Okay, okay. It's been a while since I continued with my Outlining With Robert Pattinson series. Blame it on life and a failing memory. But today, I'm back with more outlining goodness.
And more Robbie P.
Yes, that is what I call him sometimes. Because, you know, we're totally friends and he lets me call him that.
So. Last time, your MC was stuck in the turning points. Their lives changed, in a bad way. They were shocked out of their minds by the twists you put in their path. Today, I'll be discussing what comes after WTF:
What I love most about the climax are two things: 1) at long last, your MC will go head-to-head with the antagonist/problem; 2) it will bring all those previous plot threads and turning points together. Yes, your story's climax is where the most action happens, but it's also where the internal aspect of your narrative gets pushed to its limit. Here, your characters will face the consequences of everything that's led up to this final confrontation. There's no turning back. Your MC may regret what they've done throughout the book, but they can't chicken out and run away.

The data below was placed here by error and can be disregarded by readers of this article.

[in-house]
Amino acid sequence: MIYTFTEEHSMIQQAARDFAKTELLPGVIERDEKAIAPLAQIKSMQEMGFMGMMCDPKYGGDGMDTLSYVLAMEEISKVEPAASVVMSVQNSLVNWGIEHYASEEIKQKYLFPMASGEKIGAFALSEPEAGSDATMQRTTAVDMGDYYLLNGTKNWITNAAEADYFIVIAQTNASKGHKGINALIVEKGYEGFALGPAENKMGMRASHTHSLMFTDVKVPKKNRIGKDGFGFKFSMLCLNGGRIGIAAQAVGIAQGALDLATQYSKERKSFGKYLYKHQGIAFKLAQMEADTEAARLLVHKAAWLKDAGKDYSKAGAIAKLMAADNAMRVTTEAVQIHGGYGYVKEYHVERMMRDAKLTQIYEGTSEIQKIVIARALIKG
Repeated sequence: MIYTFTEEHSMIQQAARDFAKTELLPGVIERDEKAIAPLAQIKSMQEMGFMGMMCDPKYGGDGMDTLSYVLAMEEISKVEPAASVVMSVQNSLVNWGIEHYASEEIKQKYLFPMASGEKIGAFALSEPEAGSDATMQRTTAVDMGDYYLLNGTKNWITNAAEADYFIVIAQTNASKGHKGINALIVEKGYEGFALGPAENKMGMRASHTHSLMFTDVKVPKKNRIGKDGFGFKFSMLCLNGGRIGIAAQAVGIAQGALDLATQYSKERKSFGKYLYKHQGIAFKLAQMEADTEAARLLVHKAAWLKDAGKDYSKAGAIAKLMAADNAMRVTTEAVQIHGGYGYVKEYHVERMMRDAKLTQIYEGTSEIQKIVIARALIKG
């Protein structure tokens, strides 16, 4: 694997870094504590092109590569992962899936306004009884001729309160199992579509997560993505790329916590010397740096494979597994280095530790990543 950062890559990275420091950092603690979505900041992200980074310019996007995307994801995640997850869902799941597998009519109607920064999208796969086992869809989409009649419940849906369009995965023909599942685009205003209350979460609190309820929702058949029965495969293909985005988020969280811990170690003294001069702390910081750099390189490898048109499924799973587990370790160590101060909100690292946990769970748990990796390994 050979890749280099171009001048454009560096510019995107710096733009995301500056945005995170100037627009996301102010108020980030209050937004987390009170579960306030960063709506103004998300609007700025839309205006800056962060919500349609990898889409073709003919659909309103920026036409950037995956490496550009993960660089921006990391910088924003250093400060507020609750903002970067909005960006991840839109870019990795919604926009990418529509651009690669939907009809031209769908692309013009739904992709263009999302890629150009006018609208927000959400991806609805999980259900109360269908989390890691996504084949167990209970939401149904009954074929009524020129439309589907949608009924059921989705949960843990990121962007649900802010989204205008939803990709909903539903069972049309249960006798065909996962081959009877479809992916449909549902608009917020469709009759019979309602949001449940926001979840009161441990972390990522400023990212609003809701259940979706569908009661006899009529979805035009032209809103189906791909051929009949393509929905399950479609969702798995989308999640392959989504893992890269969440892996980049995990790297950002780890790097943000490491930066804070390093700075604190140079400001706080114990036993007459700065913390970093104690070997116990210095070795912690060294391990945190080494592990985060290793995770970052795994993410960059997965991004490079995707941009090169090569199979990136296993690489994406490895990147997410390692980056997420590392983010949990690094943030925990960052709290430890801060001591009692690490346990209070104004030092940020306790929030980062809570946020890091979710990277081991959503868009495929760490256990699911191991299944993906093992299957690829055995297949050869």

I usually come up with the climax right after I settle on an inciting incident. To me, these are the easiest parts of the story to brainstorm, mainly because they're so tied to each other (main problem + how you solve it). If you're one of those writers who have a hard time
seeing the light at the end of the tunnel finding a coherent way to solve your MC's problem, I suggest thinking about the following things:
1) Your MC's strengths
2) Your antagonist's weaknesses
3) Your story's theme
#1 and #2 are pretty straightforward. Your MC's strengths will help him/her beat the crap out of your antagonist's weaknesses. #3 is harder for some writers to remember during the climax. What is your story about? Redemption? Loss? Justin Bieber's hair? Your theme can guide you to a list of possibilities to solving the big picture/internal problems. With redemption, your MC can prove to everyone they've changed by doing the opposite of what other characters expect, which will also be something the antagonist doesn't expect. With loss, your MC could sacrifice what they love most for a greater good, despite not wanting to lose more than he/she already has. With Justin Bieber's hair, your MC could...
*shrugs* You figure that one out.
So yeah. During the climax, your MC may be pissed off/sad/terrified, but they are also determined. The Big Bad doesn't stand a chance against them. Your MC walks around looking like this:
"I. Am. INTENSE!" --direct quote from your WIP
There you have it, folks. The climax makes Robbie P want to bite your neck off.
Next week, I'll finally go where every writer wants to be: the resolution.
Now tell me: how do you come up with the climax of your story? Do you think about it beforehand, or just let the story go wherever it wants to?